Key messages

  • Numbers of cases of a disease in a community are sometimes higher than expected, raising concerns about a possible disease ‘cluster’.
  • What initially appears to be a cluster of disease may actually reflect the expected number of cases in the community.
  • If an apparent cluster relates to a particular cancer or birth-related effect, an initial investigation may be done to study disease trends. The majority of these do not lead to further investigation.

Numbers of cases of a particular disease in a community sometimes are higher than expected. This can raise concerns about a possible disease ‘cluster’.

A disease cluster is defined as a greater number of cases of a disease than expected within a group of people in a geographical area in a specific time period.

When a family member, neighbour or work colleague is diagnosed with a noninfectious disease, such as cancer, Alzheimer disease or a birth defect, it can make you more aware of others who have been diagnosed with the same condition. This may raise concerns about a possible disease cluster.

Sometimes, we need to investigate to determine whether cases are indeed a disease cluster or unrelated incidents.

Disease trends and disease clusters

Diseases do not occur evenly in the community. What initially appears to be a cluster of disease may actually reflect the expected number of cases in the community.

For example, cancer is a common disease, affecting at least one in three Victorians over their lifetime.

Cancer describes many different diseases with a range of known or suspected causes. If a number of people in a workplace develop cancer over a period of time, this may not actually be a disease cluster. Rather, it could represent the number expected, given that cancer is a common disease.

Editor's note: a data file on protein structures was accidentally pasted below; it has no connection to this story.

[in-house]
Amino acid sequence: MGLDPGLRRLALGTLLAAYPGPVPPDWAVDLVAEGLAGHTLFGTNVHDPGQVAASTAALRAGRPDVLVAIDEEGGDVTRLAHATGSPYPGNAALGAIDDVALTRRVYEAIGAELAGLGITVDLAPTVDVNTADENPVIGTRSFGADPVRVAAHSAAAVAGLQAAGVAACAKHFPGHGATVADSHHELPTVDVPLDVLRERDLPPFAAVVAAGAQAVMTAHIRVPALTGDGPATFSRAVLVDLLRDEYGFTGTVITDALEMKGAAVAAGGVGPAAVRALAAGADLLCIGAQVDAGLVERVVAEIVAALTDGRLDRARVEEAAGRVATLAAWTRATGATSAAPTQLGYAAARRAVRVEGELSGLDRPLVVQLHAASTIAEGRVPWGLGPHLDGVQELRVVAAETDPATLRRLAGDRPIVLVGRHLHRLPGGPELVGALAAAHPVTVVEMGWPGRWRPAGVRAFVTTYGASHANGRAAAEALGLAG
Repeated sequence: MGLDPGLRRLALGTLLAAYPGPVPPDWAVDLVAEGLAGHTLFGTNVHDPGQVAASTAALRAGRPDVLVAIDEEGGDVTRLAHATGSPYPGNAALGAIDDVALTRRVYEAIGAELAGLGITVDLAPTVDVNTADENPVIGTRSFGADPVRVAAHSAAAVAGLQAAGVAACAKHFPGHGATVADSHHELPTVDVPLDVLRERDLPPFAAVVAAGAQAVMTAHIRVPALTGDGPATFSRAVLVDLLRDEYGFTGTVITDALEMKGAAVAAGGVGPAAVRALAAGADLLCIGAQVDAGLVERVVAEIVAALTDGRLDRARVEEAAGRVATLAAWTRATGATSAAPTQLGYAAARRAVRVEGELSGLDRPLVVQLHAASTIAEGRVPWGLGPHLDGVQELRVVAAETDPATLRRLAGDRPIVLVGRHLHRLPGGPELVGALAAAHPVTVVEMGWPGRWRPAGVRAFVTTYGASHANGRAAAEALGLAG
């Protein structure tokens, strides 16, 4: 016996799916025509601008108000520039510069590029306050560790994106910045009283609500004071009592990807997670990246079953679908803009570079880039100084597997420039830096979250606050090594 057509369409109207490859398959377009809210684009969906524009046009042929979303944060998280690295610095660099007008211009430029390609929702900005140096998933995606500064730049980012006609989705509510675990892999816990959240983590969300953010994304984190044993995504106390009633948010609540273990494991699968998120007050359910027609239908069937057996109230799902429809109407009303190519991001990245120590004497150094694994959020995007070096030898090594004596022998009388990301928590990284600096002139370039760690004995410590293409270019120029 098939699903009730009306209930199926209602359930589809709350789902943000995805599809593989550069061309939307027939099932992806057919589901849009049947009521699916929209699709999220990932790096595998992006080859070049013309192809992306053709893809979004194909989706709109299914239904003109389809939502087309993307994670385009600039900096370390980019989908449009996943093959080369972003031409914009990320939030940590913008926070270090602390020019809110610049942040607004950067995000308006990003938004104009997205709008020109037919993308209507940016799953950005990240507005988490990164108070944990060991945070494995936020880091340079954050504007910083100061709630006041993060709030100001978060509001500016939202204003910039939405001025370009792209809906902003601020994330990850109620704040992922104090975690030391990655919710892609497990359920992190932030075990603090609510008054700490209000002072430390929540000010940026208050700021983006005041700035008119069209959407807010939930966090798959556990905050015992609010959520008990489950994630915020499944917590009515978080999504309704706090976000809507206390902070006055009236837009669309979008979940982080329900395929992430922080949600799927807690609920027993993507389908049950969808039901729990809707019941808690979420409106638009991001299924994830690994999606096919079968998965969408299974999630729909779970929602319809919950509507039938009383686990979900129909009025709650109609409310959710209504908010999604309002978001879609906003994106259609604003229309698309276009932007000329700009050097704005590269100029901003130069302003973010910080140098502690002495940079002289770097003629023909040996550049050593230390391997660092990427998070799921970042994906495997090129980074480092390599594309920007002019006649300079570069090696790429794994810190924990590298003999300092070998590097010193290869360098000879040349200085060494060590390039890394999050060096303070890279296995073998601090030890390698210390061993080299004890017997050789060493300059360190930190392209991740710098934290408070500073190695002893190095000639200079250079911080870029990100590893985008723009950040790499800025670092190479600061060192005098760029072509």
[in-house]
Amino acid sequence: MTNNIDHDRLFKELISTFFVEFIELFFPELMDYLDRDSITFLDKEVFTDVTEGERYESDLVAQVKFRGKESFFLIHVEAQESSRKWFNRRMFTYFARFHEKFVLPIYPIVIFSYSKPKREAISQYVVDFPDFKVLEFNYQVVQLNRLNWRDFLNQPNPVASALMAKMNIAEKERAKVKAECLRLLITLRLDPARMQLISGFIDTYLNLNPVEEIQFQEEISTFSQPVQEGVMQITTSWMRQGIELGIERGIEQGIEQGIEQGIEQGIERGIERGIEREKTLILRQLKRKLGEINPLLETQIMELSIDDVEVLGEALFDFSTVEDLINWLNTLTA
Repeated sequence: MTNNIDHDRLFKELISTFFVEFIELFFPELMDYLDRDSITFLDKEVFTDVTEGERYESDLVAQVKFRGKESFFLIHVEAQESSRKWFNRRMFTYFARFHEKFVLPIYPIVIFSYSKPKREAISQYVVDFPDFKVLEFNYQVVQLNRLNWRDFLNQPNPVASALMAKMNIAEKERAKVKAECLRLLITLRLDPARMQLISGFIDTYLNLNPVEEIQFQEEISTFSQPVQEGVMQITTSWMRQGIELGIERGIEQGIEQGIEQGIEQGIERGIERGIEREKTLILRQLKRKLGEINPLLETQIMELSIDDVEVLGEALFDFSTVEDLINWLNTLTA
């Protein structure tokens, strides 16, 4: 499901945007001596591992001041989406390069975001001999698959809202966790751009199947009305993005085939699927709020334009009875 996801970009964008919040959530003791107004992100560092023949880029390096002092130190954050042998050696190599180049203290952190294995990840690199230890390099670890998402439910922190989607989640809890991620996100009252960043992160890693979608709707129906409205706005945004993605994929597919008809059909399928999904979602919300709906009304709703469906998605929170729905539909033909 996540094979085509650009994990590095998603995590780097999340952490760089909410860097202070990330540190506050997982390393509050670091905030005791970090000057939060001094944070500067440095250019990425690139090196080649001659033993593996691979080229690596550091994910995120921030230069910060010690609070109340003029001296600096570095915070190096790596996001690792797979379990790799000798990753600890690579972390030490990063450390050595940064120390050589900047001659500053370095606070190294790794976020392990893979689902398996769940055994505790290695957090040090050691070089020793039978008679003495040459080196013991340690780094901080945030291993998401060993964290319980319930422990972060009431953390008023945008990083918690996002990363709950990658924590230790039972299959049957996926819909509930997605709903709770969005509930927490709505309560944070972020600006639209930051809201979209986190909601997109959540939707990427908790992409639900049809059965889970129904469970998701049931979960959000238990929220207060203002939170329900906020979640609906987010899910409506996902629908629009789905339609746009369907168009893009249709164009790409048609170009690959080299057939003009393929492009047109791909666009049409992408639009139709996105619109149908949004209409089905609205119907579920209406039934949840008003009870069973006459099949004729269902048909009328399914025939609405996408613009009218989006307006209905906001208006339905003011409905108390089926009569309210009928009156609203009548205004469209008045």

Suspected cluster investigations

If an apparent cluster relates to a particular cancer or birth-related effect, an initial investigation may be done to see whether the number of reported cases is greater than that expected in the general community.

Most initial investigations do not lead to further investigation.

Investigations and when they are necessary

If certain conditions are met, the department makes an assessment to determine whether investigation is feasible. This type of health study or investigation:

  • requires medical, epidemiological and environmental specialists
  • can take months to years
  • is expensive.

The conditions that point to an investigation being warranted are:

  • identifying an unusually high number of disease cases that would not be expected by chance, age, gender, or social or lifestyle factors
  • multiple cases of an unusual (that is, rare) disease or condition
  • identifying a likely cause (that is, an environmental factor) with plausible and sufficient exposure
  • adequate time between exposure and development of the disease or condition.

More commonly, these conditions are not met, and further investigation is not undertaken.

Suspected cluster reporting

If a cluster of a noninfectious disease is suspected in your workplace or local community, discuss your concerns with the relevant specialist area:

  • If you suspect a cancer cluster, contact the Cancer Council of Victoria, Cancer Epidemiology Centre.
  • If you suspect a cluster of birth-related effects, contact the department’s Clinical Councils’ Unit.
  • Speak to your employer, your health and safety representative or WorkSafe Victoria if you have concerns in the workplace.
  • Speak to your local doctor or health service, or contact the department’s Environmental Health Unit if you have concerns regarding a possible community cluster.

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